When he was first told that he might be granted a wish, any wish, Will Fickling didn’t think it was a good thing. He thought it meant that he might not have long to live.
“My face turned white,” said Fickling, a 13-year-old eighth grader from Goldsboro.
In time the power of that wish made him feel better than any medicine could. He thought about it coming true during long rides to Duke Children’s Hospital, and while he sat in a chair once a week for chemotherapy treatments that could last as long as three hours.
When he stayed awake on the nights after those treatments, unable to sleep because the drugs kept him up, he thought about it some more – his wish to travel to Hawaii with his family, to watch North Carolina, his favorite team, play in the Maui Invitational.
It was a dream that many Tar Heels fans shared: a trip to paradise to watch the Tar Heels play three games at the 2,400-seat Lahaina Civic Center. For some, it’s as close as they’ll ever be to coach Roy Williams and the players.
“I’m more than excited,” Fickling said on a recent Wednesday while he was at the hospital.
That’s where he is just about every Wednesday. His parents, Marjorie and Tye, take him out of school at 10 a.m. and drive the two hours west.
Will has his check-up first, some tests, and then they wait for a pager to buzz, signaling that it’s time for his chemotherapy. Will has had 28 treatments since doctors discovered his brain tumor was growing again.
The family brought things to pass the time. Will and his mom like to play UNO while he’s receiving his treatment. Will usually wins, Marjorie said. They brought a basketball. Sometimes Will and Tye play HORSE on the court outside the hospital.
The family – which also includes Will’s younger brother, Clark, who is 9 – has learned, as Tye said, that “attitude is everything.” And so they try to make the best of these weekly trips to Duke, of the long-term uncertainty of Will’s condition.
Finding the tumor
When the mass appeared on an MRI scan in May 2015, a radiologist told Will’s parents they needed to drive straight to Duke Hospital. All they knew was that Will had a tumor, that it was the size of a golf ball and that it was in the middle of his brain.
They left the radiologist’s office in a hurry. Will had been experiencing what his mom described as “unusual symptoms,” but mostly he was a normal 11-year-old: a sports-obsessed Boy Scout, an avid reader.
Walking out of the doctor’s office that day, Will asked his parents if everything was OK. They “had a scared look,” Will said.
“They go, ‘Will, we’ve got to go straight to Duke. You have a brain growth on your head,’ ” Will said. “I didn’t know what to expect. We were learning about that in science that day, actually.”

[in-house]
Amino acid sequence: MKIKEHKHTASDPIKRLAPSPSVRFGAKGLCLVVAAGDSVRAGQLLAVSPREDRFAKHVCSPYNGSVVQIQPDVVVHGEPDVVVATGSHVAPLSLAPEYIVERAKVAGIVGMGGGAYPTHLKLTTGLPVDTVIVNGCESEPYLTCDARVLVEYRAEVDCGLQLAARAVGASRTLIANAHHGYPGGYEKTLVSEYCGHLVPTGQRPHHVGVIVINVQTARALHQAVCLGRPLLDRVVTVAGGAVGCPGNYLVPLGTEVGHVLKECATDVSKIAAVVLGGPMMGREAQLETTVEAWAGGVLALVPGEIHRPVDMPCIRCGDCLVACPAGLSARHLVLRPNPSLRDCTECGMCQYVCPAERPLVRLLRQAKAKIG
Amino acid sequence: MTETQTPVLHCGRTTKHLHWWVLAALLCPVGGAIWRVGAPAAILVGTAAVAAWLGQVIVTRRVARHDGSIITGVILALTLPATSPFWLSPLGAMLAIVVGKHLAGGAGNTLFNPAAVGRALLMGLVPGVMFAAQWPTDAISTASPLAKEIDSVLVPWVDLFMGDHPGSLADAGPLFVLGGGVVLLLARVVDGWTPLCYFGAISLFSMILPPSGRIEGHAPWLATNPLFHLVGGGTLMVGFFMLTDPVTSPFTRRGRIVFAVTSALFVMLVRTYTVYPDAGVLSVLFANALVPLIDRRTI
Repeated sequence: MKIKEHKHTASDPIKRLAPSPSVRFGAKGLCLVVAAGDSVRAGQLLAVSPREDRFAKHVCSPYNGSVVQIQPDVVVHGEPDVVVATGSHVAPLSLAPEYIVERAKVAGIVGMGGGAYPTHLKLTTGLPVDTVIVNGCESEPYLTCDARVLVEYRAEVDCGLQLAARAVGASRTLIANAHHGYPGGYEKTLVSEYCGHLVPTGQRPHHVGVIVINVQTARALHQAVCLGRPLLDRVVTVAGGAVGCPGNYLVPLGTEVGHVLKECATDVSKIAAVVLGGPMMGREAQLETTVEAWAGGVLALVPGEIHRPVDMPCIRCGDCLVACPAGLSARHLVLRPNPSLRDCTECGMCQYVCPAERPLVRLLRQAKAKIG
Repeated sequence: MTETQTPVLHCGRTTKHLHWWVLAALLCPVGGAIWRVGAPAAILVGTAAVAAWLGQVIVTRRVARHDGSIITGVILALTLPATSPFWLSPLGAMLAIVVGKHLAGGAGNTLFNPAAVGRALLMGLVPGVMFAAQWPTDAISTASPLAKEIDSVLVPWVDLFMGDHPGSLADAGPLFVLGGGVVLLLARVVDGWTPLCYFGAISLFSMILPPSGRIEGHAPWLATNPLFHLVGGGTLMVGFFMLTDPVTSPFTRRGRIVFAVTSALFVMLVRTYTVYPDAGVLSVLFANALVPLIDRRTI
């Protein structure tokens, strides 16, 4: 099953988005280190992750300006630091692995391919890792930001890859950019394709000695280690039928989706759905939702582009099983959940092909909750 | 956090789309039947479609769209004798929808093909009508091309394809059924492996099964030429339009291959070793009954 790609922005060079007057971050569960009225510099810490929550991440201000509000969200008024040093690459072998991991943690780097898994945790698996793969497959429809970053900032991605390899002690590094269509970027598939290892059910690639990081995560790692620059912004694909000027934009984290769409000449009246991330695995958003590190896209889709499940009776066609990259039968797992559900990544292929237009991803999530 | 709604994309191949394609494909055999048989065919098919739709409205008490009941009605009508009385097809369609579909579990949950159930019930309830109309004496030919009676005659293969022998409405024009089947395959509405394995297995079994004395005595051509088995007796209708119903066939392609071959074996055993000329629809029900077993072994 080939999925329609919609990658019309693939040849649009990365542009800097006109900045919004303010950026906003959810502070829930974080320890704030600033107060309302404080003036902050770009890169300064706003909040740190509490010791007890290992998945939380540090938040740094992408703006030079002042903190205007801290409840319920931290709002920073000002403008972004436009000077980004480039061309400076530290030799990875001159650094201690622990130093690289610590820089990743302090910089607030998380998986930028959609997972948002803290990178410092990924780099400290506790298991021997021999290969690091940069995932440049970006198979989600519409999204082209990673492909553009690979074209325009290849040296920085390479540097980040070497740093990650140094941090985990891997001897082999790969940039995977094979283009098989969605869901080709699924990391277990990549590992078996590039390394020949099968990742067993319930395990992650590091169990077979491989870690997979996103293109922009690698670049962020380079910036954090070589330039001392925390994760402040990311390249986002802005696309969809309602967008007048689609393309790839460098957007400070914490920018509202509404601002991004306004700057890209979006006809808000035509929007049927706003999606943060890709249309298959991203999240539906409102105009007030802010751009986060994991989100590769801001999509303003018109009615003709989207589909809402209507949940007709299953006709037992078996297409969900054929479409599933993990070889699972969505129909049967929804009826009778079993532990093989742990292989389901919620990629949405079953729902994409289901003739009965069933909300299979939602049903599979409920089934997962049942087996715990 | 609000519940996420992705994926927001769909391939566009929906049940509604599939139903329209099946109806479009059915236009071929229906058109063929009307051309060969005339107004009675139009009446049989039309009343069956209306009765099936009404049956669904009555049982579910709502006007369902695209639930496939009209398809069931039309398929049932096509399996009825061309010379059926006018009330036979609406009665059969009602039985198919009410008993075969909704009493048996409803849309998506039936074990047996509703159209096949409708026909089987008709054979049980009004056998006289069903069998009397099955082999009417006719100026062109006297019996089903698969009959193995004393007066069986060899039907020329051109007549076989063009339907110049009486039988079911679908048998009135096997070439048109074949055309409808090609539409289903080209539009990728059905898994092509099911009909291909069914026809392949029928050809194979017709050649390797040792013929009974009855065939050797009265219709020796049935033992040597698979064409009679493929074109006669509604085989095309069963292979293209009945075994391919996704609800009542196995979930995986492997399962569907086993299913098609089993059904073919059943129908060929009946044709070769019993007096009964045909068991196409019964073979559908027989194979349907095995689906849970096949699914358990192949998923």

The diagnosis came on a Wednesday: low-grade juvenile pilocytic astrocytoma. It required emergency surgery. Two days later, Will underwent an eight-hour operation at Duke.
The surgeon removed most of the tumor. Some of it couldn’t be removed, though, for fear of causing brain damage.
The surgery left Will unable to use the right side of his body and unable to walk. Though he could walk slowly by the time he left the hospital seven days after his surgery, a long process of physical therapy and rehabilitation began.
Four weeks later came another appointment, another moment that filled Marjorie and Tye with dread. That’s when Will’s face turned white.
It was June 2015. One of Will’s pediatric neuro-oncologists told Will that he was referring him to the Make-A-Wish Foundation.
Will and family thought Make-A-Wish existed to give dying children one final moment of magic: meeting their favorite celebrity or going to Disney World or attending the Super Bowl. They believed Make-A-Wish was only for terminally-ill children.
“I think our heart just kind of sank,” Marjorie said.
Reassurance came quickly: Though Make-A-Wish does serve the terminally ill, being terminally ill isn’t a prerequisite to be referred. Children who are facing any life-threatening illness or health crisis are eligible regardless of their prognosis.
Will’s prognosis is good – even “excellent,” Marjorie said – though he is eight months into a chemotherapy plan that could last a year and a half. After that there could be more chemo. It’s impossible to know.
“There’s a good chance that it will quit growing on its own,” Marjorie said of the tumor. “And so the objective right now is to keep it from growing through chemo. And we certainly hope that this will be the only year and a half that he has to have chemo.
“But if he has to have it again … we don’t even really think along those lines.”
They have tried, Will and his family, to focus on other thoughts. For a while that thought was this: If Will could have any wish come true, what would that wish be?
Making a wish
Will likes The Hardy Boys mysteries. He’s just started reading John Grisham. He’s passionate about the Boy Scouts, and already is planning his path to becoming an Eagle Scout. His greatest love, though, might be UNC basketball and football.
Maybe he inherited it. His parents met at UNC. Tye, a director with an insurance company, graduated in 1994; Marjorie, an accountant, a year later. Will’s earliest UNC memory is from when he was 5, staying up late to watch the Tar Heels’ victory against Villanova in the 2009 Final Four.
His knowledge of UNC basketball is encyclopedic. At a game at the Smith Center once he recognized Lennie Rosenbluth, the star player on a UNC team that won a national championship in 1957 – about 45 years before Will was born.
“Beat Kansas in triple-overtime and Wilt Chamberlain, right?” he said of that ’57 title game.
His parents knew Will’s wish would be UNC related. At first he wanted to attend a UNC-Duke game at the Smith Center. By February another idea had come to him.
By then his regular MRI scans showed something troubling. The part of his tumor that couldn’t be removed was growing. He’d have to start weekly chemotherapy. Those treatments began in March. Now he’s on his fifth cycle.